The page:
How Physician Might Be Responsible For Delay In Diagnosing Prostate Cancer Until It Spreads

Imagine you are a male and you see your doctor for your yearly checkup. Imagine the doctor orders blood tests, including a PSA test for the early detection of prostate cancer. This is how to check whether a male without any symptoms of prostate cancer may actually have it. Imagine the tests came back outside the normal range

Yet, there continues to be debate amid some doctors over how to test asymptomatic male patients for prostate cancer or even if screening is even appropriate. These physicians argue that screening has little, if any, value. One factor, nevertheless, continues to be constant. If of a screening test is abnormal the man should be informed about the results and either be referred to a specialist or be told about the option for diagnostic testing, for example a biopsy. Once more, though, some doctors also believe that, at least under certain instances, a man diagnosed with prostate cancer does not have to undergo treatment right away and merely has to carefully monitor the cancer.

If the doctor does not give the patient the option to undergo screening or fails to tell the patient about the abnormal test results the patient’s prostate cancer may spread and metastasize without the man even knowing he may have cancer. Unfortunately, if a doctor noted that the patient’s prostate was enlarged or there was a nodule on the gland and the PSA test results indicated high levels of the antigen and the doctor failed to notify the man about the abnormal results, the individual would probably believe that meant the results were all normal.

The longer the delay in finally carrying out tests that will lead to a diagnosis of the cancer the larger the likelihood that by the point it is eventually diagnosed the cancer will have reached an advanced stage. This will greatly reduce treatment options, will wipe out the chance of a cure, and will reduce the patient’s life. In one type of lawsuit, for example, where the man is ultimately diagnosed yet by that time the cancer has spread and a cure was no longer plausible.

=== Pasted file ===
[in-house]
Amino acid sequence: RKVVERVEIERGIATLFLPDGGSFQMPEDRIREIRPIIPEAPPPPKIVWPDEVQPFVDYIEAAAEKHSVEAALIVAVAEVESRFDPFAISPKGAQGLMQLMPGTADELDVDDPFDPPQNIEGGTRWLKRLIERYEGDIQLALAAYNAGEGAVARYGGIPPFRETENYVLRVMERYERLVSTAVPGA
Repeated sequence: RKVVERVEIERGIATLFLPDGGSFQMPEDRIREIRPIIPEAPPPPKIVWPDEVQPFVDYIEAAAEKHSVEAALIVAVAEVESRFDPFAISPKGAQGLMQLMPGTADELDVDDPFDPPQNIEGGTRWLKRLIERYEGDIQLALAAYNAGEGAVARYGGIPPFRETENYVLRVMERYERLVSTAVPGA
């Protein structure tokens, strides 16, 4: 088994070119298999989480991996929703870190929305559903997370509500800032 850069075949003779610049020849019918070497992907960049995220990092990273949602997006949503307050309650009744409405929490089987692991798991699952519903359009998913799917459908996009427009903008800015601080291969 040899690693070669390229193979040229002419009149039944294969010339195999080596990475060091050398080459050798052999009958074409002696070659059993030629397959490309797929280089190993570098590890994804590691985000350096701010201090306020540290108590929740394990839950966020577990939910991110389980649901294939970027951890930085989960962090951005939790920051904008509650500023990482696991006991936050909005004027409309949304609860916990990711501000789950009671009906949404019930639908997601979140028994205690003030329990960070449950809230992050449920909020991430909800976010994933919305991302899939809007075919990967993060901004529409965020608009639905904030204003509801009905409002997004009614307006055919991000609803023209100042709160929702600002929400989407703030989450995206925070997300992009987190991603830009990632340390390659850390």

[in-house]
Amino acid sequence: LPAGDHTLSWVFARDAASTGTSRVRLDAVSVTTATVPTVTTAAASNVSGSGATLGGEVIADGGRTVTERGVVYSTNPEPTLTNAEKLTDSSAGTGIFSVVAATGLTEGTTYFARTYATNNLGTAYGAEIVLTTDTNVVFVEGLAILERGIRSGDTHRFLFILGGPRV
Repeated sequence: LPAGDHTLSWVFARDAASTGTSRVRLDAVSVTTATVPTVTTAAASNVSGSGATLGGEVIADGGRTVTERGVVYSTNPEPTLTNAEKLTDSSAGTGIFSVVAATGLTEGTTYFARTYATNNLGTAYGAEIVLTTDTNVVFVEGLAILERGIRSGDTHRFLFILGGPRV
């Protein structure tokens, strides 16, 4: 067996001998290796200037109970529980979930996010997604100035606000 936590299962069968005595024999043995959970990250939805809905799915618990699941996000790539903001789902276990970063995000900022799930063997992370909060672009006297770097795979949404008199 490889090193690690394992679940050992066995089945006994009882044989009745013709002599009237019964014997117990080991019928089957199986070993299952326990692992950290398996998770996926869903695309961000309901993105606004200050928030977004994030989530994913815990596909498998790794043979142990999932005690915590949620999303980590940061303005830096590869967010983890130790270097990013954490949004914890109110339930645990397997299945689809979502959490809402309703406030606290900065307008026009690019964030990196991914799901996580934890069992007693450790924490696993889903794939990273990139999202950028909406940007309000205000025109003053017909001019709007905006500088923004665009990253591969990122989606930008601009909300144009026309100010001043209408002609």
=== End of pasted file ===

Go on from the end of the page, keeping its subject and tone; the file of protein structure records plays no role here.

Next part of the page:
These kinds of tests can have false positives so certain patients with abnormal screening results actually do not have cancer. Yet performing screening tests for cancer is meaningless if there is no follow up as it gives the patient an incorrect sense of security believing he has no cancer as the doctor tested him but said nothing to him that the tests demonstrated he might have cancer. Doctors normally agree that there is a requirement for follow up when the results of screening tests come back as abnormal.

That is in the end the rational behind these tests. They are intended to find the cancer before the patient develops symptoms and the cancer advances. If the results of these tests are dismissed they are useless. Ignoring them might amount to medical malpractice and a patient whose doctor did that and is subsequently found to have advanced prostate cancer might be able to sue that doctor for malpractice. There are many factors that must be considered in evaluation if a patient may have a claim against a doctor and anyone who thinks they might be a victim of medical malpractice ought to contact a lawyer right away. The above is for basic educational purposes only. It is not medical advice. It is not legal advice.

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